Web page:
The Ashes: Ian Bell's latest century revives England on Day 3 of 4th Test

A fourth-wicket partnership of 106 between Bell and Kevin Pietersen (44) was crucial for England, as was Jonny Bairstow's 28 after Ryan Harris's three-for rocked their top-order.

Updated: August 12, 2013 00:54 IST
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Chester-le-Street: Ian Bell's third hundred of this Ashes series rescued England from another top-order collapse and left them well-placed at stumps on Sunday's third day of the fourth Test at Chester-le-Street.

England were 234 for five in their second innings, a lead of 202 runs, with Bell 105 not out and nightwatchman Tim Bresnan unbeaten on four.

They'd been in dire straits at 49 for three when Bell, who earlier in his Test career was criticised for not making runs when they were most needed, came to the crease following a treble strike by fast bowler Ryan Harris.

But a fourth-wicket partnership of 106 between Bell and Kevin Pietersen (44) checked Australia's advance.

Bell then added 66 with Jonny Bairstow (28) before the Yorkshireman was out shortly before stumps, caught behind off spinner Nathan Lyon.

Having twice made 109 in England's victories at Trent Bridge and Lord's that left them 2-0 up ahead of the drawn third Test at Old Trafford that saw his side retain the Ashes, Bell's latest century gave the hosts hope of securing a win in this match that would see them take the five-match series outright.

"We needed someone to go out there and get some runs, and that's what I managed to do," Bell, only the third England batsman to score three hundreds in a home Ashes series after Maurice Leyland (1934) and David Gower (1985), told Sky Sports.

"Now we want to go out there tomorrow (Monday) and do the same. We've got to try and get as many as we can and then we've got 10 wickets to get.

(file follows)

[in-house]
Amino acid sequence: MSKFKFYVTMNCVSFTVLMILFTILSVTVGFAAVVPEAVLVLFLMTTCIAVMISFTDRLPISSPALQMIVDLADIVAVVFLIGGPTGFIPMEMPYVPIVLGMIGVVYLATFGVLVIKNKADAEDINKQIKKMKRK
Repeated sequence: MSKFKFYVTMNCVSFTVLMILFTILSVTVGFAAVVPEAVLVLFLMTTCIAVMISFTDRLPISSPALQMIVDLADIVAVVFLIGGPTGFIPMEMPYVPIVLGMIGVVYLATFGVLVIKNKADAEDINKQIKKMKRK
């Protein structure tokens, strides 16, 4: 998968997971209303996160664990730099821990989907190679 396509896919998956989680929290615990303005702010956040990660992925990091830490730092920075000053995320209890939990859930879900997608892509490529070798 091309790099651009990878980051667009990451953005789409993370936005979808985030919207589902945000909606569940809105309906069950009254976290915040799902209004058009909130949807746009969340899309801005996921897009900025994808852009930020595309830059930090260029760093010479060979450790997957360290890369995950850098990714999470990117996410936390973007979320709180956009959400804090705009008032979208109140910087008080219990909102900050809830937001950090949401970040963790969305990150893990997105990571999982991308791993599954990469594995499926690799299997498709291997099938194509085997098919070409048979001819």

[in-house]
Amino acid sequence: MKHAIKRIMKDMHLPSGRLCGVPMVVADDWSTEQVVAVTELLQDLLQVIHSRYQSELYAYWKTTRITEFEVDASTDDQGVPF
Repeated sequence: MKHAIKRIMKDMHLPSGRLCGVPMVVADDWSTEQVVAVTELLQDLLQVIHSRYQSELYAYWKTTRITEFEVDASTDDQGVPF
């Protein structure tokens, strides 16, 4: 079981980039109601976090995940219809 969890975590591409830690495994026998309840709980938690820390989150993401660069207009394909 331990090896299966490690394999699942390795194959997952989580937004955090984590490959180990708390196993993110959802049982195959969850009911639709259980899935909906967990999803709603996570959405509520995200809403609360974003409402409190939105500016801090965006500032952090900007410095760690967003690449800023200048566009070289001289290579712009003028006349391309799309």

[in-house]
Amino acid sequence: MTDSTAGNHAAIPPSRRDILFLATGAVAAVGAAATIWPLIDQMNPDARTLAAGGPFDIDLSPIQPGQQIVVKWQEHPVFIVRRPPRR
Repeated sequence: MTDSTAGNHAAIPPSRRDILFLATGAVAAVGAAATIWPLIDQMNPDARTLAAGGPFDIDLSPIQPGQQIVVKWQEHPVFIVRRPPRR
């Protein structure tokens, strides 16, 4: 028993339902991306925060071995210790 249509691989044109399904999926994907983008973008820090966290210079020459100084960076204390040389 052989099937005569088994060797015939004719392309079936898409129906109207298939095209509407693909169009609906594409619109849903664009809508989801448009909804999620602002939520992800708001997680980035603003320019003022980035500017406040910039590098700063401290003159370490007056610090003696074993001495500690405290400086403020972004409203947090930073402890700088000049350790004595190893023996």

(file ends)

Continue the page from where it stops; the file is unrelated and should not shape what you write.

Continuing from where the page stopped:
"I'm sure the pitch will deteriorate on the fourth and fifth days," the 31-year-old Warwickshire right-hander added.

Harris took three England top-order wickets for 18 runs in 24 balls.

He first bowled Joe Root (two) with a superb seaming delivery that clipped the top of off stump.

And, with conditions still overcast, he had England captain Alastair Cook, on 22, nicking a loose drive to wicketkeeper Brad Haddin.

Jonathan Trott then gloved Harris and was well caught down the legside by a leaping Haddin for 23.

Bell though late cut Peter Siddle for four and played an even finer variant of the same shot, also for a boundary, against all-rounder Shane Watson.

Pietersen ended the second session by cutting Siddle for four to leave England 123 for three at tea, with both their fourth-wicket batsmen 37 not out.

Australia found themselves a bowler down when Watson went off midway through his seventh over with a right hip/groin injury.

Lyon though had Pietersen caught off a leading edge by Chris Rogers at short extra-cover.

England were now 155 for four -- a lead of 123 runs -- but Bairstow kept Australia at bay for more than an hour.

After a brief interruption for bad light, Bell cover-drove Harris before the paceman, from around the wicket, had him fending at a steeply rising bouncer.

An unruffled Bell, admirably straight in defence, went into the 90s by off-driving Lyon down the ground for four.

Then a late cut two off Tasmania quick Jackson Bird just evaded Australia captain Michael Clarke at a wide slip before a single next ball saw Bell to his 20th hundred in 92 Tests, having faced 184 balls with 10 boundaries in just over four hours at the crease.

Earlier, England dismissed Australia for 270, the tourists held to a slender first innings lead of 32.

Australia resumed Sunday on 222 for five, with Rogers 101 not out following the 35-year-old left-handed opener's maiden Test hundred on Saturday, made in the face of excellent seam bowling from Stuart Broad, who finished the innings with five wickets for 71 runs.

Rogers had added just nine when, pushing forward defensively to off-spinner Graeme Swann, he was brilliantly caught off glove and pad for 110 by wicketkeeper Matt Prior, diving in front of the stumps, although England had to review umpire Tony Hill's original not out decision.

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